John Steele

John Steele
The Soul of Plants
Exploring the Tao of Smell and Fragrance

Keynote Presentation
7 – 8 pm Saturday, June 16

➢Introduction to a trans-disciplinary approach to smell and fragrance drawing on my background in archaeology, anthropology, English Literature, memory research and Eastern mindfulness traditions.

➢How I later became involved in aromatherapy, sourcing essential oils from all over the world and plant consciousness.

➢The many roles of plants in human life.

➢Relationship of smell to fragrance, odor and aroma.

➢An Atlantian past life reveals a sleeper connection to the “group souls of plants.”

➢A brief discussion of the soul of plants, a concept similar to what biologist Rupert Sheldrake calls a morphogenetic field, the energetic matrix holding the botanical intelligence of a plant’s life cycles and interactions with its pollinators, predators and environment, including soil and water.

➢The soul of plants will be illuminated in my other conference presentations on aromatic oils and hydrosols and also smell and fragrance in ancient Egypt.

➢Re-imagining plant awareness, plant-to-plant communication and plant/human communication.

➢Plants as the original alchemists. The plant metaphor for factories.

➢Plant Language is chemical, sensorial, non-linear, emotional and telepathic.

➢Exploring the basic functions of smell in human evolution.

➢Sensorial Anthropology explores how we perceive and construct a worldview through our senses.

➢The deep sense of smell is intuition , our sixth sense.”

➢Clairsentience as an expanded smell/feeling sense.

➢Dreamtime and linear time. An Australian aboriginal smell story.

➢Synesthesia as cross state perception, e.g. to smell a color or a sound.

➢Evolution of aromatic plants.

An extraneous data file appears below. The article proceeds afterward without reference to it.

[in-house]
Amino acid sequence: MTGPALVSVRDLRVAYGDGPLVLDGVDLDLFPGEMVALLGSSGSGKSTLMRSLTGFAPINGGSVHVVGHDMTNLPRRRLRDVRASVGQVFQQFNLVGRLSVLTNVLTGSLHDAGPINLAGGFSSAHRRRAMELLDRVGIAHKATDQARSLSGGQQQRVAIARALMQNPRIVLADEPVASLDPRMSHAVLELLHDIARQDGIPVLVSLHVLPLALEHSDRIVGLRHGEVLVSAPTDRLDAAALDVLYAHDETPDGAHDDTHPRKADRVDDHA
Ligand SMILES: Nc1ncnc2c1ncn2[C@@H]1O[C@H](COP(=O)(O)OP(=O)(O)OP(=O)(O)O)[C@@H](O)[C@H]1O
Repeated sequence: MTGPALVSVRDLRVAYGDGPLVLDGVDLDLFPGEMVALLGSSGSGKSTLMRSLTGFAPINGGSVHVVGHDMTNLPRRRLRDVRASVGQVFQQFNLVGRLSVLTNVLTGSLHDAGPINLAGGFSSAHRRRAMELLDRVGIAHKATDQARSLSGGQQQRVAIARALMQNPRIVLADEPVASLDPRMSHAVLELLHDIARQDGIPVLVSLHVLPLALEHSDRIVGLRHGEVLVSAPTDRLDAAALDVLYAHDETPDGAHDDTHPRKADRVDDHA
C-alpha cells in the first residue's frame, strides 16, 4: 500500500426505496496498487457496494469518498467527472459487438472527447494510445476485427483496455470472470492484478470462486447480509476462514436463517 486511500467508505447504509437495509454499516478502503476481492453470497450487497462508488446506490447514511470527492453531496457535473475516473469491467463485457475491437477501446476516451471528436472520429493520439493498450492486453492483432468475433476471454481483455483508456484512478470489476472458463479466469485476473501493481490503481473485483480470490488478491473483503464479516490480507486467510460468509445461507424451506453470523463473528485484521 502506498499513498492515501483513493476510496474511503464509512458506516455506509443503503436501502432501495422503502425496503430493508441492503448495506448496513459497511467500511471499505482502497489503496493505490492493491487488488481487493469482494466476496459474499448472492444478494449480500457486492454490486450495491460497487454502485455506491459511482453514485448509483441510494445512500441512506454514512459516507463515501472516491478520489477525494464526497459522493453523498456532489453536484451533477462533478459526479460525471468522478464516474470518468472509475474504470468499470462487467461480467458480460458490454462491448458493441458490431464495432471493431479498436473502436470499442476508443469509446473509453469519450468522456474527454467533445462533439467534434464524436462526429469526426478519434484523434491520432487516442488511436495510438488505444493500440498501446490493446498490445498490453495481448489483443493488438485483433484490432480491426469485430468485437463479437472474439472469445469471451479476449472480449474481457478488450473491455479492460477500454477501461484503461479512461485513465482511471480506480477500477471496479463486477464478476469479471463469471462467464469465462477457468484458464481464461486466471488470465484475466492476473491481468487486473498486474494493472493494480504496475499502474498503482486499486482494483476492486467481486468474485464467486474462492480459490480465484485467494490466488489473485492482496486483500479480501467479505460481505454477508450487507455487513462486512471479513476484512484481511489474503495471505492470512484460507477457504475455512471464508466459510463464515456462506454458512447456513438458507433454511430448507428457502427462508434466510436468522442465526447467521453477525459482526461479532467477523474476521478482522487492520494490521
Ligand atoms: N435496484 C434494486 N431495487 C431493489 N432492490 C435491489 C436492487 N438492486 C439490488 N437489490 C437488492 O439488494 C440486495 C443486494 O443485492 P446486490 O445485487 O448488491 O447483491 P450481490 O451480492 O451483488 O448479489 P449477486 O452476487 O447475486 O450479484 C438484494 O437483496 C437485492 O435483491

➢Fragrance in meditation and prayer.

➢The use of fragrance on visionary journeys with plant teachers.

➢Plant communion and “blossoming” (florescer, Portuguese) in Amazonian shamanism.

John Steele
The Sacred use of Smell and Fragrance in Ancient Egypt
9am -12pm Sunday, June 17

We will explore the conscious expanding use of fragrance in pharaonic Egypt through beautiful images which I have assembled over 25 years of research. During this era of antiquity, beginning from the Third Dynasty (2686 BC), perfume was a magical medium of communication between humans and the gods.

Nefertum, who was the god of perfumes and the soul of plants, will be introduced along with his divine parents Ptah the creator god and Sekhmet, the lion-headed goddess of protection and distillation.

Nefertum’s iconic flower was the Blue Water Lily (Nymphaea caerulea) that symbolized perfect beauty, rejunivation and eternal life. This flower was also used as a psychotropic passport, by pharaohs and temple priests, to the mysteries of life and death. For fifteen hundred years, the Blue Water Lily was an archetypal image in creation mythologies, temple art, jewelry designs and contemplative gardens of Egypt.

Another facet of our exploration will be the olfactory mysteries of smell in the human nose and its architectural embodiment in the design of ritual rooms in the splendid temple of Luxor.

My original presentation of the material was at the Psychology of Perfumery Conference (1990) at the University of Warwick, England. I consider this intriguing subject not as a finished piece of work, but rather as a continually unfolding work-in-progress as I discover new research from Egyptologists, botanists and perfume historians.